7 tips for arguing with a chance of changing someone’s mind
Daryl Davis is a Black man fascinated by hate groups. In researching the KKK, he sought out members and met with them. Here’s what he learned.
Daryl Davis is a Black man who is fascinated by American hate groups like the Ku Klux Klan. In researching the Klan in America, he sought out members and met with them. And befriended them. And was the cause of some of them leaving the Klan. He can prove it with the Klan robes they gave him after they quit.
He has advice for talking with people with a very different viewpoint, which I’m hoping will inform our approach to Christians. To illustrate the power of Davis’s approach, he shares an anecdote.
There are different approaches to dealing with hate groups, and engaging with and befriending them is pretty radical. And we’re talking here about making a Klansman an invite-him-to-your-wedding kind of friend. Daryl got pushback from someone from the NAACP:
[The NAACP guy said,] “We’ve worked hard to get ten steps forward, and here you are sitting down with the enemy having dinner, and you’re putting us twenty steps back.” I pull out my robes and hoods and said, “Look, this is what I’ve done to put a dent in racism. I’ve got robes and hoods hanging in my closet by people who’ve given up that belief because of my conversations and sitting down to dinner and they gave it up. How many robes and hoods have you collected?” And then they shut up. (Source)
Daryl’s focus is on members of hate groups, but that antagonism isn’t that dissimilar from what you find in the atheism/Christianity debate. He begins with general advice. (I’m pulling out highlights from the “How to Argue” interview on the Love + Radio podcast.)
First, give the other person the safe space to express themselves. Ask honest questions, but don’t attack. You’re having a conversation.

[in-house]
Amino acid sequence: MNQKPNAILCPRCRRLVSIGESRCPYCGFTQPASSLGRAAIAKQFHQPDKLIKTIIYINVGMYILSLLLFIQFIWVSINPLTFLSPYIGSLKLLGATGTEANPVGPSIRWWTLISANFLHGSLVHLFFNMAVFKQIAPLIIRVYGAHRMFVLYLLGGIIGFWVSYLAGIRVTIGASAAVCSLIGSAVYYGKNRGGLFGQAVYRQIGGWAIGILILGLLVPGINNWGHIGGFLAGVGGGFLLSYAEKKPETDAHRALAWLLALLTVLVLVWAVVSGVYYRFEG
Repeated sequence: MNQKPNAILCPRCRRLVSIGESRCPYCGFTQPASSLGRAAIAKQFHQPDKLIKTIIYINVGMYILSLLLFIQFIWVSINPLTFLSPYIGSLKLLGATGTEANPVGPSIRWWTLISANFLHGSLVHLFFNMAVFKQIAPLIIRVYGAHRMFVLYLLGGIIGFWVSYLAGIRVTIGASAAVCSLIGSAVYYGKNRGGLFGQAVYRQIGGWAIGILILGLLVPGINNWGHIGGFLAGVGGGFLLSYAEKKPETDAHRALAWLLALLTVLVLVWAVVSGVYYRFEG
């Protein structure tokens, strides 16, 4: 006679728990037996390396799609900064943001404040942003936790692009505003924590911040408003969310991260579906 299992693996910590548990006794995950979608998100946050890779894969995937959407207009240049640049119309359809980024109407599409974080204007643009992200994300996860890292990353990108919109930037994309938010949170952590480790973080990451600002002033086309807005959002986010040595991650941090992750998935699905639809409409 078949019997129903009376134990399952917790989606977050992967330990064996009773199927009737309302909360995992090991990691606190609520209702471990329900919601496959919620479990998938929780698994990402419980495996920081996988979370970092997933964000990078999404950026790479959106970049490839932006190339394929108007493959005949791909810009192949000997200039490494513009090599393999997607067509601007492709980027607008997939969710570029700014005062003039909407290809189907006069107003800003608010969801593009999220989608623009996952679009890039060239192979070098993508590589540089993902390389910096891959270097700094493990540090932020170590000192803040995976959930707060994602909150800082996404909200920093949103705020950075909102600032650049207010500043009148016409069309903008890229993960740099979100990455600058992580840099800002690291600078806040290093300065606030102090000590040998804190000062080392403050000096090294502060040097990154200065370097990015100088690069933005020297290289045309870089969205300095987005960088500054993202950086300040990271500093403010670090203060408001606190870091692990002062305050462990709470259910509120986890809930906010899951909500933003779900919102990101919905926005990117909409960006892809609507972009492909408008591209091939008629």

Respect their right to speak, even if you don’t respect what they’re saying. By engaging, by simply being there, they open themselves up to new ideas that might grow in their minds.
He gives dogs as a parallel. If you beat a mean dog, it becomes meaner. The same is true for a hateful or closed-minded person. Push back directly, and the backfire effect comes into play. You’re attacking not just their ideas but who they are, so they dig in and cling to their beliefs even harder. In other words, leading with hate doesn’t work. Instead, rely on logic, respect, and patience.
There’s cause for hope. A former Westboro Church member said, “Extremists generally are not psychopaths. They’re psychologically normal people who’ve been persuaded by bad ideas.”
1. Know your opponent
Learn your opponent’s position. Know it as well as they do, so well that they would accept your statement of their argument. If you begin without knowing their position well, compensate with humility and listening.
What you hear may be hateful or illogical, but don’t overreact. When in doubt, listen rather than fight back. Remember that you’re playing the long game.
2. Make it a conversation, not a debate
A debate needn’t be angry, but it’s zero-sum. It’s a fight, and you can’t have two winners. You don’t want this; you want a conversation. A conversation is an invitation for someone to share their position, and most people are happy to oblige. Create a welcoming environment.
3. Find common ground
Use small talk and look for overlap in your lives. Do you both have dogs? Are you in similar professions? Do you have similar attitudes about health care, foreign policy, or hobbies? You’re finding common ground.
This is a marathon, not a sprint, so don’t think that chitchat is a waste of time—you’re working on a relationship, maybe a friendship. If Christianity comes up in conversation, that’s great. But if kids or pets or career come up, that’s great, too.